Intended for healthcare professionals


Designing and evaluating complex interventions to improve health care

BMJ 2007; 334 doi: (Published 01 March 2007) Cite this as: BMJ 2007;334:455
  1. Neil C Campbell, reader1,
  2. Elizabeth Murray, director, e-health unit2,
  3. Janet Darbyshire, director3,
  4. Jon Emery, professor of general practice4,
  5. Andrew Farmer, university lecturer5,
  6. Frances Griffiths, associate professor6,
  7. Bruce Guthrie, professor of primary care7,
  8. Helen Lester, professor of primary care8,
  9. Phil Wilson, senior clinical research fellow9,
  10. Ann Louise Kinmonth, professor of general practice10
  1. 1Department of General Practice and Primary Care, University of Aberdeen, Foresterhill Health Centre, Aberdeen AB25 2AY
  2. 2Department of Primary Care and Population Sciences, University College London, London N19 5LW
  3. 3MRC Clinical Trials Unit, London NW1 2DA
  4. 4School of Primary, Aboriginal and Rural Health Care, University of Western Australia, Claremont, Australia
  5. 5Department of Primary Health Care, University of Oxford, Oxford OX3 7LF
  6. 6Health Sciences Research Institute, University of Warwick, Coventry CV4 7AL
  7. 7Tayside Centre for General Practice, University of Dundee, Dundee DD2 4BF
  8. 8National Primary Care Research and Development Centre, Manchester M13 9PL
  9. 9Section of General Practice and Primary Care, University of Glasgow, Glasgow G12 9LX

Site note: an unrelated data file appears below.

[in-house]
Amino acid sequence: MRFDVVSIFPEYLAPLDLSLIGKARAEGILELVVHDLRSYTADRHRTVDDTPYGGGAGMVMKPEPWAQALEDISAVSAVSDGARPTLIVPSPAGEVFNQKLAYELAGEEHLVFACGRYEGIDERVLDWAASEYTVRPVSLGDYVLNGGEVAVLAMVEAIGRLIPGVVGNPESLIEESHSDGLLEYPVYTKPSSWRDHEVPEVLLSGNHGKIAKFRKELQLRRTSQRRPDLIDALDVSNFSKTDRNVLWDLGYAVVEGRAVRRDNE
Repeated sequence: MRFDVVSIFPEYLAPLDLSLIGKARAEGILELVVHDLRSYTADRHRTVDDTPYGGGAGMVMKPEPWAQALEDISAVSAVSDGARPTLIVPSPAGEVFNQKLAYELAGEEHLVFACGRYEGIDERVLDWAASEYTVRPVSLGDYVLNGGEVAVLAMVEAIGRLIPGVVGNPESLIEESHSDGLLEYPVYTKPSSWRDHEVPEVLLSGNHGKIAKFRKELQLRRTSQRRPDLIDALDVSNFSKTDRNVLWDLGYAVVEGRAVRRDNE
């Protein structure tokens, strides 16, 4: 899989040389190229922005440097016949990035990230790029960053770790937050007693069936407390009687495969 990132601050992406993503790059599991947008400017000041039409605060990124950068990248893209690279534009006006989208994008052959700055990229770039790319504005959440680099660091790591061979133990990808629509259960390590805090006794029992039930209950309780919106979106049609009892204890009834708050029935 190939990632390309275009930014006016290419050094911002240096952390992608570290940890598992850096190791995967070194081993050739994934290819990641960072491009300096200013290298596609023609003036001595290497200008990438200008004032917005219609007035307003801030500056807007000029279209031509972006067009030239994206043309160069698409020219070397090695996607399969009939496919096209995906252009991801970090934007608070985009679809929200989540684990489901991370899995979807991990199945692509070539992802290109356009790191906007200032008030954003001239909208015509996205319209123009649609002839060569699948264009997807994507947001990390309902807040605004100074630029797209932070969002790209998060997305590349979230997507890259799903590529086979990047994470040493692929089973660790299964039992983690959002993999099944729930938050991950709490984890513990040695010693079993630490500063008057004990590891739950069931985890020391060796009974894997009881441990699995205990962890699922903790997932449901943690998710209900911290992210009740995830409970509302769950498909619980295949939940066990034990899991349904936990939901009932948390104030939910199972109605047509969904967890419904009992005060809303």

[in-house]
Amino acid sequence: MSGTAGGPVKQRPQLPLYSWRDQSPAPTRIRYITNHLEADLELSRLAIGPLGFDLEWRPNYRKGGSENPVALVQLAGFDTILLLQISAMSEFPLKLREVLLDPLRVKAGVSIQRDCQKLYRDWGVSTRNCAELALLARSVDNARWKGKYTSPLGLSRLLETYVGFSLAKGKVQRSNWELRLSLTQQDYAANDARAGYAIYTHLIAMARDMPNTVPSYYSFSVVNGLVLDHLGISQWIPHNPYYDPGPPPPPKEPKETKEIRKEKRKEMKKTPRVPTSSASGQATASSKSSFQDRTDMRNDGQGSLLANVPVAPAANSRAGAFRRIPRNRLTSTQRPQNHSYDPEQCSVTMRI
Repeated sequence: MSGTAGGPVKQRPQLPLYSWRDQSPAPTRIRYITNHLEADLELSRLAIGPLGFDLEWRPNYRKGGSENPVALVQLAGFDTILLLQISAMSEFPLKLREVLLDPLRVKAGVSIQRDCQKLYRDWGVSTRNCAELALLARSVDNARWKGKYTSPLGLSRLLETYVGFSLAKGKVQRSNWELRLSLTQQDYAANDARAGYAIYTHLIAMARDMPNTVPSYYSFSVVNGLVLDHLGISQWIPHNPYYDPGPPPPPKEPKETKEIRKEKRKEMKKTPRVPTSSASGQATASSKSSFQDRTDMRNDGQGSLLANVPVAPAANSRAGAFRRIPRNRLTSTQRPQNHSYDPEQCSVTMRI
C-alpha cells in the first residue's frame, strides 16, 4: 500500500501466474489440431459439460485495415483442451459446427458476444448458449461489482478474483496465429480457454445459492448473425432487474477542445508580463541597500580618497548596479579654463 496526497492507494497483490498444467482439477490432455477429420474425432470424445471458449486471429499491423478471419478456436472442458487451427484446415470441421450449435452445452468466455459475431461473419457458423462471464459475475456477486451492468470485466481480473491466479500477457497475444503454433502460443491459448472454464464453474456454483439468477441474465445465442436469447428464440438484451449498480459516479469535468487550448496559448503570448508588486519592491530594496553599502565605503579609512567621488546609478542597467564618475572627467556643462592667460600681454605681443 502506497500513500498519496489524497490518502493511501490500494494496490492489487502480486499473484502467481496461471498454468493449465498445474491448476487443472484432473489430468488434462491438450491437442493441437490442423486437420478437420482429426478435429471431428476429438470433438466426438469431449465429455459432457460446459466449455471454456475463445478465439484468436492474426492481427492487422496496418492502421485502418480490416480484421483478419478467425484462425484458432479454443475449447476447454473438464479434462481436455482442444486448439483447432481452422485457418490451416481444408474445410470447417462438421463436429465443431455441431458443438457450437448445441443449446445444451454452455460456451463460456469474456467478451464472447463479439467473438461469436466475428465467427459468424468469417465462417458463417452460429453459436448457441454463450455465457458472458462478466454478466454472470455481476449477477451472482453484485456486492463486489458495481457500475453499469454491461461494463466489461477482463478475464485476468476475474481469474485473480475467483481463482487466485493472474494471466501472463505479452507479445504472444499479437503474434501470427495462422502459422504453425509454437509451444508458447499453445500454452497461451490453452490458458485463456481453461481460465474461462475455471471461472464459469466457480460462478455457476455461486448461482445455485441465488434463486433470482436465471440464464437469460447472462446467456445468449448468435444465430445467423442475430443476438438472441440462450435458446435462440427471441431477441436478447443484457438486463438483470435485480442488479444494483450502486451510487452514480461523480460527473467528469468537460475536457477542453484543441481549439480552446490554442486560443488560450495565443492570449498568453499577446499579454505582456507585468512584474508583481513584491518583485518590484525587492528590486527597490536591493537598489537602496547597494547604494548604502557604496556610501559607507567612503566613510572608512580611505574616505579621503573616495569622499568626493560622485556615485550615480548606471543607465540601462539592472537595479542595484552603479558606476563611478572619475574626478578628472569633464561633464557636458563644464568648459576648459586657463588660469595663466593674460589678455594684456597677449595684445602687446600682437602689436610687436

10. 10General Practice and Primary Care Research Unit, University of Cambridge, Cambridge CB2 2SR
  1. Correspondence to: N Campbell n.campbell{at}
  • Accepted 9 December 2006

Determining the effectiveness of complex interventions can be difficult and time consuming. Neil C Campbell and colleagues explain the importance of ground work in getting usable results

Complex interventions are “built up from a number of components, which may act both independently and interdependently.”1 2 Many health service activities should be considered as complex. Evaluating complex interventions can pose a considerable challenge and requires a substantial investment of time. Unless the trials illuminate processes and mechanisms they often fail to provide useful information. If the result is negative, we are left wondering whether the intervention is inherently ineffective (either because the intervention was inadequately developed or because all similar interventions are ineffective), whether it was inadequately applied or applied in an inappropriate context, or whether the trial used an inappropriate design, comparison groups or outcomes. If there is a positive effect, it can be hard to judge how the results of the trial might be applied to a different context (box 1).

Box 1: Illustration of problems of interpreting randomised controlled trials of complex interventions

Primary care mental health workers

The NHS Plan in 2000 suggested that by 2004, primary care trusts in England should employ 1000 new primary care mental health workers to help deliver better quality mental health care.3 There was little underpinning evidence of the value of the role or time to evaluate whether it would be effective before nationwide implementation.

In 2002, one trust decided to pilot the role. It employed and trained five psychology graduates and assigned them to one or two practices each.4 Their role included direct work with clients, supporting practice teamwork, and work in the wider community. It used a pragmatic inexpensive cluster randomised controlled trial to explore the effect of these workers on patient satisfaction, mental health symptoms, and the cost effectiveness of care. Sixteen practices and 368 patients participated.

At three months, patient satisfaction (the …

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